‘We’re extremely sorry’: Murdered Iranian refugee Bijan Ebrahimi failed by police and council’s 'institutional racism'

Avon and Somerset Police whose officers told refugee ‘to go home’ when he attended station fearing for his life, a day before being killed, has offered an apology

Lizzie Dearden
Home Affairs Correspondent
Monday 18 December 2017 12:36 GMT
Family of Bijan Ebrahimi call police and council behaviour shocking

“Institutional racism” caused police and a council to side with the abusers of a disabled refugee in the lead up to his brutal murder, a report has found.

The Safer Bristol Partnership (SBP) said there had been a “collective failure” to protect Bijan Ebrahimi before he was killed and set on fire by his neighbour in 2013.

The body said that although neither Avon and Somerset Constabulary or Bristol City Council had been intentionally racist, both organisations “repeatedly sided with abusers” who falsely accused the refugee of being a paedophile.

The Iranian man had repeatedly reported being victimised by his neighbours, including death threats, criminal damage and racial abuse, but police officers and staff failed to protect him or record a crime in 40 incidents.

Even as Mr Ebrahimi presented evidence against his predominantly white neighbours, he was arrested and handed an anti-social behaviour order, while they were not reprimanded.

The SBP said he was treated as a “primary perpetrator, rather than the primary victim” of abuse and mistreatment that started years before he was killed.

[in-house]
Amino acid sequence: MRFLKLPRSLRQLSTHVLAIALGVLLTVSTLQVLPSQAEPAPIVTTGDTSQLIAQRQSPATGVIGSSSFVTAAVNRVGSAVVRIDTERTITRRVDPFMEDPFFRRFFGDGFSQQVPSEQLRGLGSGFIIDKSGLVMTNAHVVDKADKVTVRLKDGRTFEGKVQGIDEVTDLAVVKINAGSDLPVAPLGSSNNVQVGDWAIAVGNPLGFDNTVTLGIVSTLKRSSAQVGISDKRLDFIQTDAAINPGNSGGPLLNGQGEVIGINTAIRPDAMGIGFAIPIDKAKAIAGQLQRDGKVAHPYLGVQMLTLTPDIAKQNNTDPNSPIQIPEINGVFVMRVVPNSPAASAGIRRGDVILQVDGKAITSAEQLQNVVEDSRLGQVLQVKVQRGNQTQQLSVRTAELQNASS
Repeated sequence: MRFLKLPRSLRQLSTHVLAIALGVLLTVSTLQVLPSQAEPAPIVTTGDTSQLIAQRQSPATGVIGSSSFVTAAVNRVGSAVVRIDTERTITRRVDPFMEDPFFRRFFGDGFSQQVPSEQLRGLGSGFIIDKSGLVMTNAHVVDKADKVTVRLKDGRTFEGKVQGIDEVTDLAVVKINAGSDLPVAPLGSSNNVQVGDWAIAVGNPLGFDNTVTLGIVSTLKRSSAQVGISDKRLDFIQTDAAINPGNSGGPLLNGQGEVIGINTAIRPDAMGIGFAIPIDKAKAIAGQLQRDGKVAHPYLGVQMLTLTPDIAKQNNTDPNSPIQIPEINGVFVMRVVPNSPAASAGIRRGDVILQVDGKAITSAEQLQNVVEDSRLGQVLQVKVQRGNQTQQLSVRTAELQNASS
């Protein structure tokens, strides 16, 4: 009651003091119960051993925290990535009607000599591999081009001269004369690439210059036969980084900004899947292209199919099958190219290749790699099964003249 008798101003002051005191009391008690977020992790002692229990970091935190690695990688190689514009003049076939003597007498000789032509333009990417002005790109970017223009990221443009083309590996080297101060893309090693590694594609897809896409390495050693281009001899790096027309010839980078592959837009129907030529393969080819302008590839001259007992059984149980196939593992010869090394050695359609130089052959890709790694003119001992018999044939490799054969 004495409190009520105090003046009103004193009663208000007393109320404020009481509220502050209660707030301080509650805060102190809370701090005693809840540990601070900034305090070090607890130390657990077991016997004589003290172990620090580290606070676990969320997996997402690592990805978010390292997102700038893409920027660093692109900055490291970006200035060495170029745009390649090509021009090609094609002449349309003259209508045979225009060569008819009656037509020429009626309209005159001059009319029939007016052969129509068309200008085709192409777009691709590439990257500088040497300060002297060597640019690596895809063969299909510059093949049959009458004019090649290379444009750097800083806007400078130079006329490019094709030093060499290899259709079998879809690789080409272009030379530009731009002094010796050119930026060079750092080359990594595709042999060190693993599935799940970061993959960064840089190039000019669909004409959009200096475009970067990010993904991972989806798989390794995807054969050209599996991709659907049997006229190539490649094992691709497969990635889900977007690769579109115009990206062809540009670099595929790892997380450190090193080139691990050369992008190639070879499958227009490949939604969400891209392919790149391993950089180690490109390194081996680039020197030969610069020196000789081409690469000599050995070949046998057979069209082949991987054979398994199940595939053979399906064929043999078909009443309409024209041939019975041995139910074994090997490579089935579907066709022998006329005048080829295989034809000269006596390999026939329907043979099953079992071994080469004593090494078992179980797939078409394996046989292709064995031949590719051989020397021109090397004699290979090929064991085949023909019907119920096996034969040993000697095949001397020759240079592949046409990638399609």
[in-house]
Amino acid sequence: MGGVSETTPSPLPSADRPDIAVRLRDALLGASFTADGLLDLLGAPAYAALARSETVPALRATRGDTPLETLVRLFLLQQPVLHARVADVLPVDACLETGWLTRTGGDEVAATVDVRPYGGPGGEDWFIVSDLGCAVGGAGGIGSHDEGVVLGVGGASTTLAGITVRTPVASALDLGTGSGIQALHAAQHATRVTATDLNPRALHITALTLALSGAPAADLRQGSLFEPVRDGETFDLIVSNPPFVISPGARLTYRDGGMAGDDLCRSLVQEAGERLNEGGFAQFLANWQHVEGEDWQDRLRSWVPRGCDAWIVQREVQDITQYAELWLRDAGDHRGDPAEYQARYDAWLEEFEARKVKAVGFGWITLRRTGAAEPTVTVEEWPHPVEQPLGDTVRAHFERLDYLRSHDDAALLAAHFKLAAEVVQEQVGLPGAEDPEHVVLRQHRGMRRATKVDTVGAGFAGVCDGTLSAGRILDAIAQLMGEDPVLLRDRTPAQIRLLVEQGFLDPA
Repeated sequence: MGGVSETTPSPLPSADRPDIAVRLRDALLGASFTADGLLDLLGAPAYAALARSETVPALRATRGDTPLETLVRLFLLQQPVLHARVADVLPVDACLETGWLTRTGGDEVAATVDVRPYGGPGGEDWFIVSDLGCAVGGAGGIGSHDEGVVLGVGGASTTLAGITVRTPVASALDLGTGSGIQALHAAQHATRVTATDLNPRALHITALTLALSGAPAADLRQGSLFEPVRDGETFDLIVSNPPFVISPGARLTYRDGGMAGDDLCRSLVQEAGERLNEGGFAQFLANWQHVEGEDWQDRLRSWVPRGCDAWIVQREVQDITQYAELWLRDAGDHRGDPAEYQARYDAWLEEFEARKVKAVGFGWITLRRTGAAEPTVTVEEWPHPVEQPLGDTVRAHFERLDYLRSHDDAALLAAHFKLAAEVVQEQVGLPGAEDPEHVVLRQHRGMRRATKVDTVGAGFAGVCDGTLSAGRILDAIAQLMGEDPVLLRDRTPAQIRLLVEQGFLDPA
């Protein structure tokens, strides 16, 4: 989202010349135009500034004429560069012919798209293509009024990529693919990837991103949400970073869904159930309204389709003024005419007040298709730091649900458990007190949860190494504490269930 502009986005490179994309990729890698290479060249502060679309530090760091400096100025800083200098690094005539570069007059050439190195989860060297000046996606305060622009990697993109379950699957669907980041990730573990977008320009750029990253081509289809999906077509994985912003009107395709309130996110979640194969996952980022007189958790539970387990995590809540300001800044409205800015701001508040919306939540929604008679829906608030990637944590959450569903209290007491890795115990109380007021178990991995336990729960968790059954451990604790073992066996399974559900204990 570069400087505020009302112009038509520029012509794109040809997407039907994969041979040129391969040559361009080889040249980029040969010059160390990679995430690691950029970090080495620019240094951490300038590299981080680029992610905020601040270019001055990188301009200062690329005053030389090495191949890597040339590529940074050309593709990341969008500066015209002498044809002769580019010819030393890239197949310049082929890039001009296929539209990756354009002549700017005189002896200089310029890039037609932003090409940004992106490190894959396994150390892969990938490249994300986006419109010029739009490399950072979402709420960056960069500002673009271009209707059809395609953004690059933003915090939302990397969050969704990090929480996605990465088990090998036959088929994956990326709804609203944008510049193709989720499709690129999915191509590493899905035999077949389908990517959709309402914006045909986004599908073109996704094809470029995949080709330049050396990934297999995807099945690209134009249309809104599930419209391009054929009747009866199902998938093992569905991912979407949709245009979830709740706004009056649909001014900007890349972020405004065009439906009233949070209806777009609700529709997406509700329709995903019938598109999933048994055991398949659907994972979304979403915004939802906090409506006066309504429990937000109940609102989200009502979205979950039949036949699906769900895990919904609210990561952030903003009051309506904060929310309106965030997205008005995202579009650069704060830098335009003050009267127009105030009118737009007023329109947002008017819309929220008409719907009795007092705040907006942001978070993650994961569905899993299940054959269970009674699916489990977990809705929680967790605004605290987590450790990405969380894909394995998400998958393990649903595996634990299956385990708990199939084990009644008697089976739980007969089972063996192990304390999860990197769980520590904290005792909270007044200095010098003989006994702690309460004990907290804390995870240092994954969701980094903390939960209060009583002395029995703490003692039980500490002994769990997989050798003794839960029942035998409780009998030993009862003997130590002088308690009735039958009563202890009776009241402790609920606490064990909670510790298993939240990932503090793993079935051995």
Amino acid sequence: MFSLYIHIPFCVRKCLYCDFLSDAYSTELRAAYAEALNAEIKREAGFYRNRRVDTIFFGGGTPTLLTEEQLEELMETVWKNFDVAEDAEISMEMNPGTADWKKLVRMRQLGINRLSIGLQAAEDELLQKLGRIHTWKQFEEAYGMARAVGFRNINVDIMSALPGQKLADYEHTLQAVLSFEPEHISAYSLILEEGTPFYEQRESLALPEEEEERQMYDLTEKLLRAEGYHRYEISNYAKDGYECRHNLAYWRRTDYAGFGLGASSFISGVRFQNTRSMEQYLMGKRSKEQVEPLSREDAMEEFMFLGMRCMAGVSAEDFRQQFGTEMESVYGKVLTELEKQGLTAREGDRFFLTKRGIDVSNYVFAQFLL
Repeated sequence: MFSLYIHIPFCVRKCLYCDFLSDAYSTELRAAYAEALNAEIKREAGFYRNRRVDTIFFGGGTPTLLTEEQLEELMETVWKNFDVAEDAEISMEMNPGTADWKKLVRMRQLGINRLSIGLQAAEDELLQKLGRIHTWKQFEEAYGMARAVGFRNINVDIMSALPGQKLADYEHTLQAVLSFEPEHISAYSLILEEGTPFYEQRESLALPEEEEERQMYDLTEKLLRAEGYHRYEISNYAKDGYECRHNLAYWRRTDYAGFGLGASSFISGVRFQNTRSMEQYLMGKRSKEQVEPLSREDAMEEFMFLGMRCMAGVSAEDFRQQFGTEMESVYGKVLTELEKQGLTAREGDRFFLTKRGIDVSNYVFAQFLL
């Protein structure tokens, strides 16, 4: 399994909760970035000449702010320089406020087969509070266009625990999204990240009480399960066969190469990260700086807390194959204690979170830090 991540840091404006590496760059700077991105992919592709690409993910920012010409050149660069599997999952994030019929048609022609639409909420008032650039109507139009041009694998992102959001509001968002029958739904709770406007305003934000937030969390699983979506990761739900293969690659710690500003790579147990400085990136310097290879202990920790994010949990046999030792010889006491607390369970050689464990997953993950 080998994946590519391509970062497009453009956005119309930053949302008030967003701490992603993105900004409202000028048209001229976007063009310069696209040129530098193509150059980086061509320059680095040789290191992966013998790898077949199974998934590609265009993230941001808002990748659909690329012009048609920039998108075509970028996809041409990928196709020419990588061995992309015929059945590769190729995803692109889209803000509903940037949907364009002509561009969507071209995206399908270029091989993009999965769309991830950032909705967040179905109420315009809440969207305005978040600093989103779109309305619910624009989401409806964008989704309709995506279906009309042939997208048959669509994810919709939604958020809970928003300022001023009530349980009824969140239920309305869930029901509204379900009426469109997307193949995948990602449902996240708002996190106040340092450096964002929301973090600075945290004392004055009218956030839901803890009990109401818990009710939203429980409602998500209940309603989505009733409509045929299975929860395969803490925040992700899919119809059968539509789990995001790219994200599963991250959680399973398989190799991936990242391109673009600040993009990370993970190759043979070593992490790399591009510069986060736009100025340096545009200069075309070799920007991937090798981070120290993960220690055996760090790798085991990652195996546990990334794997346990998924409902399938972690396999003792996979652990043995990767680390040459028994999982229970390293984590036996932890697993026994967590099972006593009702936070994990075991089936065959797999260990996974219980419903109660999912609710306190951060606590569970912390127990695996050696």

“On occasions, Mr Ebrahimi was treated with disrespect and even contempt by some police officers,” it concluded, adding that some officers and council staff wrongly claimed his reports were “dishonest”.

Bijan Ebrahimi in a police cell after being arrested by officers
Bijan Ebrahimi in a police cell after being arrested by officers

“There is evidence of both discriminatory behaviour and institutional racism on the part of Bristol City Council and Avon and Somerset Constabulary.”

Lee James was jailed for life for murdering Mr Ebrahimi in Capgrave Crescent on 14 July 2013 and Stephen Norley was jailed for four years for assisting an offender.

A trial heard James – whose partner had moved to the area just months before – beat and kicked Mr Ebrahimi to death, before setting his body on fire with Norley’s help.

He first attacked his neighbour three days before the murder, after drinking while in charge of his young children, and threatened him inside his flat.

Mr Ebrahimi filmed part of the incident and reported it to police – but instead of targeting James they arrested him for breach of the peace and harassment – despite his innocence and the fact James continued making threats in their presence.

The refugee was released and returned home the following day, with an “urgent” marker on calls from his address, but when he made further calls to police saying he feared for his life officers did not visit his home.

“He eventually walked to nearby Brislington Police Station to seek help,” the SBP report said.

“He was told to go home. Late the following night, Lee James saw Mr Ebrahimi outside his flat and perpetrated the fatal assault.”

In a separate investigation that concluded in July, the Independent Police Complaints Commission (IPCC) said Avon and Somerset Constabulary responded poorly to 85 telephone calls from Mr Ebrahimi from 2007 onwards.

The IPCC said he was never fully recognised as a victim of racial abuse by authorities, who considered him “to be a liar, a nuisance and an attention seeker” and believed his neighbours instead.